“Out of the Fullness of the Heart, the Mouth Speaks” – Fr. Bob’s Homily for Sunday, February 27, 2022

Our first reading today , from the Book of Sirach, gives us threeparables, or analogies to illustrate that principle. The first is a sieve. A sieve, like a colander, sifts out larger things, like stones, from smaller things like sand. I remember watching movies about old-time gold prospectors out West , and seeing how they used sieves which they dipped in the river, to separate smaller gold particles from the heavier and bigger sediment. In ancient Israel, sieves were used to sift out the outer, dead husk or chaff of a grain like wheat from the inner, soft, living grain that would be used to make bread. The small and edible wheat passed through the holes of the sieve while the large and inedible chaff remained in the sieve. Sirach is saying that speech is like a sieve; it reveals the hard, dead, ugly, useless husks in our minds and hearts, and it separates them from the soft, living, beautiful and good things there.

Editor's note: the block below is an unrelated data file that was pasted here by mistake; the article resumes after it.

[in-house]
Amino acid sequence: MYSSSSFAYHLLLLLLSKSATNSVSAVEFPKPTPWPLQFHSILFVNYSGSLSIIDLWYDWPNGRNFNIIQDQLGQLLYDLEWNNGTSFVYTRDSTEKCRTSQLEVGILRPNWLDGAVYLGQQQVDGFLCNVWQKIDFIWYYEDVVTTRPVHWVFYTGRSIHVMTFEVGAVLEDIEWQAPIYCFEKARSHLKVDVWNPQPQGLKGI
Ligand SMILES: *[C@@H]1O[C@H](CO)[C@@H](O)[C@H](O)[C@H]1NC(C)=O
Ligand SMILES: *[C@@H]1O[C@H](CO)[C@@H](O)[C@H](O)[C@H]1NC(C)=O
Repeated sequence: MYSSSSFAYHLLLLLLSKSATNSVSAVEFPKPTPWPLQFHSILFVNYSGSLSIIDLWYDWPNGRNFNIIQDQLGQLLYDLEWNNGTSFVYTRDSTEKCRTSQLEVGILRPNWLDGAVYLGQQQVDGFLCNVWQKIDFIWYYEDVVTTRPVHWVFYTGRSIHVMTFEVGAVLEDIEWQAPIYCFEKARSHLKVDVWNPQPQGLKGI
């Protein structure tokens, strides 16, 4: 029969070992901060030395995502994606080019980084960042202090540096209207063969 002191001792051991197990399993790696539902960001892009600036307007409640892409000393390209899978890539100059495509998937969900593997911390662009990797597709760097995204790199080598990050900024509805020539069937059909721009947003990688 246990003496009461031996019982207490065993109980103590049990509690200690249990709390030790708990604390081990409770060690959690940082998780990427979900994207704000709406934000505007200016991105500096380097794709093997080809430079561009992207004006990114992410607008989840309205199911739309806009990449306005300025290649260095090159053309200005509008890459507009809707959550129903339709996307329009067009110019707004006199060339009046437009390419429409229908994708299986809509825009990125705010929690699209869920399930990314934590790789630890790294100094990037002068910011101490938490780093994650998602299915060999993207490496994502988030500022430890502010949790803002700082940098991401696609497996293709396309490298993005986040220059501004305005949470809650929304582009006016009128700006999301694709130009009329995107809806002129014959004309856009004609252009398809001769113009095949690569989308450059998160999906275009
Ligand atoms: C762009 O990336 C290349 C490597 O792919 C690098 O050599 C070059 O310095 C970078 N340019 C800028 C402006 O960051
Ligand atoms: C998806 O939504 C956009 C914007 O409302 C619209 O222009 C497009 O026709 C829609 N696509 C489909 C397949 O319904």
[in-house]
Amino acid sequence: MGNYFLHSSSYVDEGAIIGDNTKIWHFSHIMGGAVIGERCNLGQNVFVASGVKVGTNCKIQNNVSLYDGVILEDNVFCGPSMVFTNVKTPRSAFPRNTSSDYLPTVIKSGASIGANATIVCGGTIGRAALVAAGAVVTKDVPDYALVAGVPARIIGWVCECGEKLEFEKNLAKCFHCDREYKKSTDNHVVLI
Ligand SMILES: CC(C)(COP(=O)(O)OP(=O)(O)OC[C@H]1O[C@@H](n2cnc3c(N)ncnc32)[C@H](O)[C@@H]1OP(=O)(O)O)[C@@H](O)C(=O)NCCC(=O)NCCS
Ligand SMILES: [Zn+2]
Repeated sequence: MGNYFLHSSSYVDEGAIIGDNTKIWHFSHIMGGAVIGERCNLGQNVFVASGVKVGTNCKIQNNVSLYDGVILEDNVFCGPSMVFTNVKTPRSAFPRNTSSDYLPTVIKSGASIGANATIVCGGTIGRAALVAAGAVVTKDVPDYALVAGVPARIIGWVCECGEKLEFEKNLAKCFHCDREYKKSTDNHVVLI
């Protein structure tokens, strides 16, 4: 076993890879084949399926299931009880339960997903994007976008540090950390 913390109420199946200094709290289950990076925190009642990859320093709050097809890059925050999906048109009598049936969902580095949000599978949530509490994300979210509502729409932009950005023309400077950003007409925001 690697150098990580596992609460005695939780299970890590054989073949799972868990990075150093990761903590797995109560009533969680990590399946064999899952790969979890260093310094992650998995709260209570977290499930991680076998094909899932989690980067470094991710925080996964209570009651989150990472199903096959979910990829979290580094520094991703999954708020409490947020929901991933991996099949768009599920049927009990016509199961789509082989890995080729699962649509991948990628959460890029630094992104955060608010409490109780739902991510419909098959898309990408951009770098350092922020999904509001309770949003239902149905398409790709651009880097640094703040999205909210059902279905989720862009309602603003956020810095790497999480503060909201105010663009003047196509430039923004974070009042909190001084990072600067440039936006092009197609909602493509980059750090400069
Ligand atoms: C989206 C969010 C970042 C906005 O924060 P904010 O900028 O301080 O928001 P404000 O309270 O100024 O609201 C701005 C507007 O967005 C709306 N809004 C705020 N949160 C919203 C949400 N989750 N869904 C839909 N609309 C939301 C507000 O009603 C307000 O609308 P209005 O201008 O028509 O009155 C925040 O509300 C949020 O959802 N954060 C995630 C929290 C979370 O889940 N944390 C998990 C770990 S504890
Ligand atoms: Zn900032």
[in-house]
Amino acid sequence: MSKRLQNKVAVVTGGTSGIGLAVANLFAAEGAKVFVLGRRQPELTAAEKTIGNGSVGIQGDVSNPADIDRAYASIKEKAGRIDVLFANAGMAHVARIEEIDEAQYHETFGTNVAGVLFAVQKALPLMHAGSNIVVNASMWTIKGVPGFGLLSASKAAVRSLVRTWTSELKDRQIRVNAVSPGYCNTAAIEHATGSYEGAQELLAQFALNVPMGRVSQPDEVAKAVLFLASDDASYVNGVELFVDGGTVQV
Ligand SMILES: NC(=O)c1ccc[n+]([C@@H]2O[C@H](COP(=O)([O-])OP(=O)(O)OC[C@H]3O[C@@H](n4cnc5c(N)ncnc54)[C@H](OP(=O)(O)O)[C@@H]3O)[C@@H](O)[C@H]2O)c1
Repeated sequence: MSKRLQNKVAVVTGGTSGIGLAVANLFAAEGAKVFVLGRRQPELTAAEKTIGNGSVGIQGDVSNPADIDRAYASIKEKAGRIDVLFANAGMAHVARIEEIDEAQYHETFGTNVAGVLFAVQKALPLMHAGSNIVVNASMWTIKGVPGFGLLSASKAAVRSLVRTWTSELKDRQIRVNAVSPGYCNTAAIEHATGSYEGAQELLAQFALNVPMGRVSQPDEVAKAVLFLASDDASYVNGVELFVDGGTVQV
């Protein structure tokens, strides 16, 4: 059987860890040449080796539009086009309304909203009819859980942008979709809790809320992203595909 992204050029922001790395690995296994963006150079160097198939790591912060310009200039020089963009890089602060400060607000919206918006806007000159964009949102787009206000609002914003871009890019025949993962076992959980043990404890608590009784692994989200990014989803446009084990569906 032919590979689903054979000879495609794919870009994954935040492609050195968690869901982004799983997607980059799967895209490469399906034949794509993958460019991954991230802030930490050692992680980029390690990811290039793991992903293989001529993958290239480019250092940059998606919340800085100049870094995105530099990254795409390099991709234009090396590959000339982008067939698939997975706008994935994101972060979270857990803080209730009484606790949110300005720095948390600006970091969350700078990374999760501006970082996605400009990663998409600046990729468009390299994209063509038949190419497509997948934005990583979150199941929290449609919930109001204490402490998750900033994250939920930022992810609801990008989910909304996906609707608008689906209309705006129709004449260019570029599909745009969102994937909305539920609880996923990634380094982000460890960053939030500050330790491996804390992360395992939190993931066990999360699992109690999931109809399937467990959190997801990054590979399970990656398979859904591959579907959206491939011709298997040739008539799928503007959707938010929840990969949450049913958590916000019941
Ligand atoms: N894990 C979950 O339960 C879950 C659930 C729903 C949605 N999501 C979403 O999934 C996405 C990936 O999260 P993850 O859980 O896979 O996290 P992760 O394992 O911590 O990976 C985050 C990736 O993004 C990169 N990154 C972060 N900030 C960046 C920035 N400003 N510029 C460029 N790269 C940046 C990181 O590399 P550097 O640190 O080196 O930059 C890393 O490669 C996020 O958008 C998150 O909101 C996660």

The practical application of this principle is to listen to your own speech more carefully, so you can throw away the husks. Because speech not only reveals the soul; it also conditions the soul. The more you say something, the more you believe it, The more you praise something, the more you love it. The more you rail against something, the more you condition yourself to hate it.  A constant habit of coarse or insulting speech makes your soul more and more coarse and insulting. Talking about yourself all the time makes you more selfish, not less. Constantly criticizing others does not make you less critical and angry, like “letting off steam” in a radiator,but exactly the opposite; it digs a rut in your soul. Whatever you do or say makes it easier to do it or say it again. That’s true of both words and actions, and those two things strongly influence each other. The easier it is to say it, the easier it is to do it. Many otherwise good and sincere Christians are not aware of the negative tendencies within them that come out in their speech.